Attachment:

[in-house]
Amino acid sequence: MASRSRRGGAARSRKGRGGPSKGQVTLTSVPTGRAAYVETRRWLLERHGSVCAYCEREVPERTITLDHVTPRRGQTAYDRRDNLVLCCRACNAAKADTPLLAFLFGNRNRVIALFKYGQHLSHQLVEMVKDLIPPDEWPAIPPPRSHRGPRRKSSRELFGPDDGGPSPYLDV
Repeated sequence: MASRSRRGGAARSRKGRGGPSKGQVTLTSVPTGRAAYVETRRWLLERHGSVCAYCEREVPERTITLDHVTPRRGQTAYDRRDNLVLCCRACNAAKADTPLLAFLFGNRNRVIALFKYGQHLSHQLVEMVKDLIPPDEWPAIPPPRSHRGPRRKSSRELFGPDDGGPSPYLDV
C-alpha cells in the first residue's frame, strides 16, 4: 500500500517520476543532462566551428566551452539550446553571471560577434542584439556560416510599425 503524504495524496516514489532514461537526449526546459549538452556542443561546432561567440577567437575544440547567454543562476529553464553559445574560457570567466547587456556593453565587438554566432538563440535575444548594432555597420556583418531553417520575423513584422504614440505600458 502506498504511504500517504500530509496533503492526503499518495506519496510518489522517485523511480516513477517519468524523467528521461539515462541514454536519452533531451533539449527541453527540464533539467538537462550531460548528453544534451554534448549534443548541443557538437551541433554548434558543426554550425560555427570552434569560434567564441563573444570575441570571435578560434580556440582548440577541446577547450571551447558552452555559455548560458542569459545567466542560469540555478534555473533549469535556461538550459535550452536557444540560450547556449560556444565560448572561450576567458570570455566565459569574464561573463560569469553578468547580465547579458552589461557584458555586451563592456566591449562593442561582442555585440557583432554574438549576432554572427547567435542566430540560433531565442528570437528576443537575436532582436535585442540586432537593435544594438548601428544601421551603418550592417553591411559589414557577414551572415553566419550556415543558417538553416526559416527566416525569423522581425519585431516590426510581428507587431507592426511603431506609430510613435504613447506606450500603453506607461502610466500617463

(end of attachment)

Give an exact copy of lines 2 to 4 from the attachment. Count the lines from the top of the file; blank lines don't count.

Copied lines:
Amino acid sequence: MASRSRRGGAARSRKGRGGPSKGQVTLTSVPTGRAAYVETRRWLLERHGSVCAYCEREVPERTITLDHVTPRRGQTAYDRRDNLVLCCRACNAAKADTPLLAFLFGNRNRVIALFKYGQHLSHQLVEMVKDLIPPDEWPAIPPPRSHRGPRRKSSRELFGPDDGGPSPYLDV
Repeated sequence: MASRSRRGGAARSRKGRGGPSKGQVTLTSVPTGRAAYVETRRWLLERHGSVCAYCEREVPERTITLDHVTPRRGQTAYDRRDNLVLCCRACNAAKADTPLLAFLFGNRNRVIALFKYGQHLSHQLVEMVKDLIPPDEWPAIPPPRSHRGPRRKSSRELFGPDDGGPSPYLDV
C-alpha cells in the first residue's frame, strides 16, 4: 500500500517520476543532462566551428566551452539550446553571471560577434542584439556560416510599425 503524504495524496516514489532514461537526449526546459549538452556542443561546432561567440577567437575544440547567454543562476529553464553559445574560457570567466547587456556593453565587438554566432538563440535575444548594432555597420556583418531553417520575423513584422504614440505600458 502506498504511504500517504500530509496533503492526503499518495506519496510518489522517485523511480516513477517519468524523467528521461539515462541514454536519452533531451533539449527541453527540464533539467538537462550531460548528453544534451554534448549534443548541443557538437551541433554548434558543426554550425560555427570552434569560434567564441563573444570575441570571435578560434580556440582548440577541446577547450571551447558552452555559455548560458542569459545567466542560469540555478534555473533549469535556461538550459535550452536557444540560450547556449560556444565560448572561450576567458570570455566565459569574464561573463560569469553578468547580465547579458552589461557584458555586451563592456566591449562593442561582442555585440557583432554574438549576432554572427547567435542566430540560433531565442528570437528576443537575436532582436535585442540586432537593435544594438548601428544601421551603418550592417553591411559589414557577414551572415553566419550556415543558417538553416526559416527566416525569423522581425519585431516590426510581428507587431507592426511603431506609430510613435504613447506606450500603453506607461502610466500617463